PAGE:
Publisher: Pommegranate Artbooks
Box 6099, Rohert Park, California 94927
ISBN number: 0-87654-355-7
Revised and expanded version of the first edition published by Simon & Schuster in 1979.
This photobook contains actually just three pictures of Billie, but it surely captures in excellent pictures the Golden Age of JAZZ. (Have a quick look here!)
WHAT THE COVER READS:
I this nostalgic book, writer-photographer William Gottlieb presents a fond look back at the "Golden Age of Jazz," the years from the late 1930s through the 1940s when, despite the Great Depression and World War II, enormous strides were made in musical achievement. During the first half of the era, big band jazz, mostly known as swing, reached its peak. During the second half, bop and other modern jazz forms developed. And throughout, pioneers of jazz - already legendary in their own time - continued to play the older styles.
As a writer for the Washington Post, Downbeat and other eriodicals, Gottlieb interviewed almost all the outstanding instrumentalists and singers of the time. He learned from Post photographers (who didn't want to cover his late-night music stories on their own time) how to take his own pictures. Obviously an able student, Gottlieb created masterful images with a distinctiver storytelling touch, capturing a very human side of these larger-than-life musical personalities.
Over two hundred of his memorable photographs are included here. All the greats - Leadbelly and Willie " The Lion" Smith, Louis Armstrong and Duke Elington, Benny Goodman and Count Basie, Billie Holiday and Ella Fitzgerald, Thelonius Monk, Charlie Parker and Miles Davis, amongst others - and many talented but lesser-known musicians are pictured onstage and off, accompanied by a generous sprinkling of Gottlieb's pithy personal recollections of the people he was photographing. The result isa remarkable book - a suberb retrospective in images and words of the people and the accomplishments that contibuted to the Golden Age of Jazz.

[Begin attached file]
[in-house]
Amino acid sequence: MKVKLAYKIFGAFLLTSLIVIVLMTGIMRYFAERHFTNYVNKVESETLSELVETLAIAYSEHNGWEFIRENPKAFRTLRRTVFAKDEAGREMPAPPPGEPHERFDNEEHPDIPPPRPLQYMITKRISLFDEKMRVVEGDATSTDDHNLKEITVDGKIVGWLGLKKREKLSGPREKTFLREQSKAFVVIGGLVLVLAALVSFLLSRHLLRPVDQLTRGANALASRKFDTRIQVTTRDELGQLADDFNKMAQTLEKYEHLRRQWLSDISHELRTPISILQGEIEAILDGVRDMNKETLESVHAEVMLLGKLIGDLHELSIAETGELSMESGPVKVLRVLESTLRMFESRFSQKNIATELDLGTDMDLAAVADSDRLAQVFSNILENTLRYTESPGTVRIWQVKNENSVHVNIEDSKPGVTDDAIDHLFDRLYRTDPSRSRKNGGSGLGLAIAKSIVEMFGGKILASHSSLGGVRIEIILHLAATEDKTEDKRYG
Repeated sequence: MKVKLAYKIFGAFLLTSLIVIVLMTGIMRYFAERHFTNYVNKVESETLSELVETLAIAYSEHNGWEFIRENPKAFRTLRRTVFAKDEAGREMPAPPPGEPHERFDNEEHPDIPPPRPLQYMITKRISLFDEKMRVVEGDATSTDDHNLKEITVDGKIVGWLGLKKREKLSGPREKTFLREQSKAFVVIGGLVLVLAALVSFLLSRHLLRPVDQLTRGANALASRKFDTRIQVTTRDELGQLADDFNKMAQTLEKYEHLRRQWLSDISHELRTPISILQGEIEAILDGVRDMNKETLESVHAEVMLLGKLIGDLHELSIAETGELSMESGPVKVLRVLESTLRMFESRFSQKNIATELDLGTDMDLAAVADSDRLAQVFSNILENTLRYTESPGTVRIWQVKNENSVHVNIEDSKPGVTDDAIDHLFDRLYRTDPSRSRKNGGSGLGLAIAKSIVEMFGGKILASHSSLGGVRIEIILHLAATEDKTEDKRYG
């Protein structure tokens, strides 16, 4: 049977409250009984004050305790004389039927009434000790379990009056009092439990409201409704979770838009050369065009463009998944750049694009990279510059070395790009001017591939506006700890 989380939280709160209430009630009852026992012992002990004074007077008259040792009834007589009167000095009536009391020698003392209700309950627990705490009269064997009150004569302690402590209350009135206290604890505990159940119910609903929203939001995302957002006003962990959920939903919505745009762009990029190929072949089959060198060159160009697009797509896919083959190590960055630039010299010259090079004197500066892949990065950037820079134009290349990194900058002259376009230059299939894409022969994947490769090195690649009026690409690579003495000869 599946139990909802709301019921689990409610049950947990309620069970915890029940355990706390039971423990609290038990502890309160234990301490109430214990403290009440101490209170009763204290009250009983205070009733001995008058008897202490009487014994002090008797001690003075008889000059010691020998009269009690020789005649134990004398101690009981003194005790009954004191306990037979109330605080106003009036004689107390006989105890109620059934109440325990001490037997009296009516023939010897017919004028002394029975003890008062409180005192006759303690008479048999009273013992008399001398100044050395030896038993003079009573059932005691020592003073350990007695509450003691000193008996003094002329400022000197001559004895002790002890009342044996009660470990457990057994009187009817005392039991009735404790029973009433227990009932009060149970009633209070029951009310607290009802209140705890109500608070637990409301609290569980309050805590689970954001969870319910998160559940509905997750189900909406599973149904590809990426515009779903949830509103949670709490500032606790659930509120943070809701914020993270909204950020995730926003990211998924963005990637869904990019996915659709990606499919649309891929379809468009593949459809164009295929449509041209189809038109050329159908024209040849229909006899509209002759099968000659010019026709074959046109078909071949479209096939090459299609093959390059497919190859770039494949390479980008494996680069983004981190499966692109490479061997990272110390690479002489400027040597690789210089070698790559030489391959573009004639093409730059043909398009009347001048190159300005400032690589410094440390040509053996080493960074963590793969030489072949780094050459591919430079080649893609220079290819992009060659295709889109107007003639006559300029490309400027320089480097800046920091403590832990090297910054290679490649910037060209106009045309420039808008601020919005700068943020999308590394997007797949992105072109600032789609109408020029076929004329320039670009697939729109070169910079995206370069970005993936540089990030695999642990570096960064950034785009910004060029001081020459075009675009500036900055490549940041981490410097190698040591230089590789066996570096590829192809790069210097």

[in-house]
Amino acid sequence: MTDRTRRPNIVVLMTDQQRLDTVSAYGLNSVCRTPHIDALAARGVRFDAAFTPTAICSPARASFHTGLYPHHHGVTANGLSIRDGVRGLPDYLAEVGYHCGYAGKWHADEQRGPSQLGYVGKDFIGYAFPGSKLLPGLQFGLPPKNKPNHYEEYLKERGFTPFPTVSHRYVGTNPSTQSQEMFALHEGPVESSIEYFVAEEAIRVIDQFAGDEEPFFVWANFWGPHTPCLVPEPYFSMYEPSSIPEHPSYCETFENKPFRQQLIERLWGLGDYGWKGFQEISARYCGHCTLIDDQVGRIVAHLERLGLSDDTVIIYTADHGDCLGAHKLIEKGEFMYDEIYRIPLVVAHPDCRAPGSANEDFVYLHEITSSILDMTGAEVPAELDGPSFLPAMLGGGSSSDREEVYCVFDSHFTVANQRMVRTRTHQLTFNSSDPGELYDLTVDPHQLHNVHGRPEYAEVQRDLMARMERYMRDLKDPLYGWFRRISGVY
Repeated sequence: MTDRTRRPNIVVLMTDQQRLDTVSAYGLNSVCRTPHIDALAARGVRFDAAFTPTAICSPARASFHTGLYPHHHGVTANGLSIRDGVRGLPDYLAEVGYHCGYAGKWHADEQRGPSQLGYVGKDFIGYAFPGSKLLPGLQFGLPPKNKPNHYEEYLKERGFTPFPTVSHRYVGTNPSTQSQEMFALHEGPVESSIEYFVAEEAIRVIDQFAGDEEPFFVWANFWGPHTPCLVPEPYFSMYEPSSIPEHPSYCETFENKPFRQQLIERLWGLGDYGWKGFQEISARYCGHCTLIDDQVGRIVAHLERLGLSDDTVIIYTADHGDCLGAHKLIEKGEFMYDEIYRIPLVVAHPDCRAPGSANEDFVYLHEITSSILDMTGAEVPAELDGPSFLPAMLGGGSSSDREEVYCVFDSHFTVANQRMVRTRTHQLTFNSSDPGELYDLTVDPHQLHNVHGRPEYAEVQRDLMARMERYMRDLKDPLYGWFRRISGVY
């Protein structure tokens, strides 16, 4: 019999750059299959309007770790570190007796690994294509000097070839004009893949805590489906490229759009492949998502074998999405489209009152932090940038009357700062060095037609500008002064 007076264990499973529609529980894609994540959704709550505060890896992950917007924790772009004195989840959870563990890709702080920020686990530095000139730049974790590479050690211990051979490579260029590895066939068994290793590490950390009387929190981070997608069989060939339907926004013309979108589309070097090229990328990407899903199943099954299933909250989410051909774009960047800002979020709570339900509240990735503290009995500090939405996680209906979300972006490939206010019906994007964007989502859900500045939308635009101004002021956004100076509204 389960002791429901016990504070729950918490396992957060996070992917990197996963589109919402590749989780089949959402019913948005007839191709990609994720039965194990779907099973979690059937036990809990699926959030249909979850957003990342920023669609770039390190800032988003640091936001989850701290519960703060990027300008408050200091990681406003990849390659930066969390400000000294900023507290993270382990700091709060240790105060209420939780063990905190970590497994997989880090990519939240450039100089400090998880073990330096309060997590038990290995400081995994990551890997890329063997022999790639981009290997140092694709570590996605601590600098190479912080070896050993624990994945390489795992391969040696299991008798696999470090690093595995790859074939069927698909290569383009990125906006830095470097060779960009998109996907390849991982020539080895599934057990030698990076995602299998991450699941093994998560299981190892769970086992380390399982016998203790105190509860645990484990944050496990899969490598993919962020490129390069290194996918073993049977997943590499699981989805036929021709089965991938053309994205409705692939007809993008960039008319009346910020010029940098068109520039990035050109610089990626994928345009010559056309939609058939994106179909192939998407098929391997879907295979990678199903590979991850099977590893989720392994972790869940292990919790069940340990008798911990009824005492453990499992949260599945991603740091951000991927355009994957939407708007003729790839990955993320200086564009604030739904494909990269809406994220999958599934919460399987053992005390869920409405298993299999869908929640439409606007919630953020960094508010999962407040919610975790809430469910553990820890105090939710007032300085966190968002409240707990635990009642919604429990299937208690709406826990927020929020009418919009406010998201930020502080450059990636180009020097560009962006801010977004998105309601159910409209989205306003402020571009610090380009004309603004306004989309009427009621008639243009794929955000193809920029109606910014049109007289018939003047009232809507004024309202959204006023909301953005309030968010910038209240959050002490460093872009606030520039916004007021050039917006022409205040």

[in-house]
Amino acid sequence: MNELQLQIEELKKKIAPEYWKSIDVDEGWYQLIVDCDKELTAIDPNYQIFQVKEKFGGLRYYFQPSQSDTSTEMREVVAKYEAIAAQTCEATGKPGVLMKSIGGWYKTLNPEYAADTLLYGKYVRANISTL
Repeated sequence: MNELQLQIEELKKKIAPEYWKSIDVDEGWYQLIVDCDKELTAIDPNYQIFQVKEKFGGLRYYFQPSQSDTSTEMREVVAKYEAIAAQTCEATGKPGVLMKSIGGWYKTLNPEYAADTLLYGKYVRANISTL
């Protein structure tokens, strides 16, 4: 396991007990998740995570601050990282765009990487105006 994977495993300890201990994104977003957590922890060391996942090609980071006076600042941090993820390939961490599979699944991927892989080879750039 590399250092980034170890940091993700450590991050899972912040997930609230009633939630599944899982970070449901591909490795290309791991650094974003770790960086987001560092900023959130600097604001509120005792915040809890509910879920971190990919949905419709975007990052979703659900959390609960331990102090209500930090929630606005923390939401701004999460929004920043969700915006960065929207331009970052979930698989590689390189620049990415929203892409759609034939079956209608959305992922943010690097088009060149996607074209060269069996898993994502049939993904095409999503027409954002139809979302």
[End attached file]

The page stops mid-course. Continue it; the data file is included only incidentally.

As he puts it, William P. Gottlieb "stumbled onto jazz" in 1936 while writing a monthly record page for the Lehigh University Review. Subsequently the went to work for the Washington Post, producing among other things a weekly music column - one of the first regular newspaper features devoted primarily to jazz. Following a stint as an air force photo officer during World War II, Gottlieb became a writer for the magazine Downbeat and wrote about jazz not only for the Beat but also for the Record Changer, the Saturday Reviews, and Collier's.
Gottlieb's days at the Post proved invaluable - staff photographers taught him to take his own pictures, and his career took an exciting new turn. The combination of personal photograph and interviews gave his work a storyteller's perspective and earned him a unique place in the music world. Gottlieb's photographs have appeared in numerous jazz anthologies and exhibitions; in magazines, newspapers, books, motion pictures, and television documentaries; and as album and book covers, posters postcards, and even U.S. postage stamps. His prints are in the permanent collections of several museums throughout the world. In 1995 the Library of Congress acquired his original negatives "for posterity."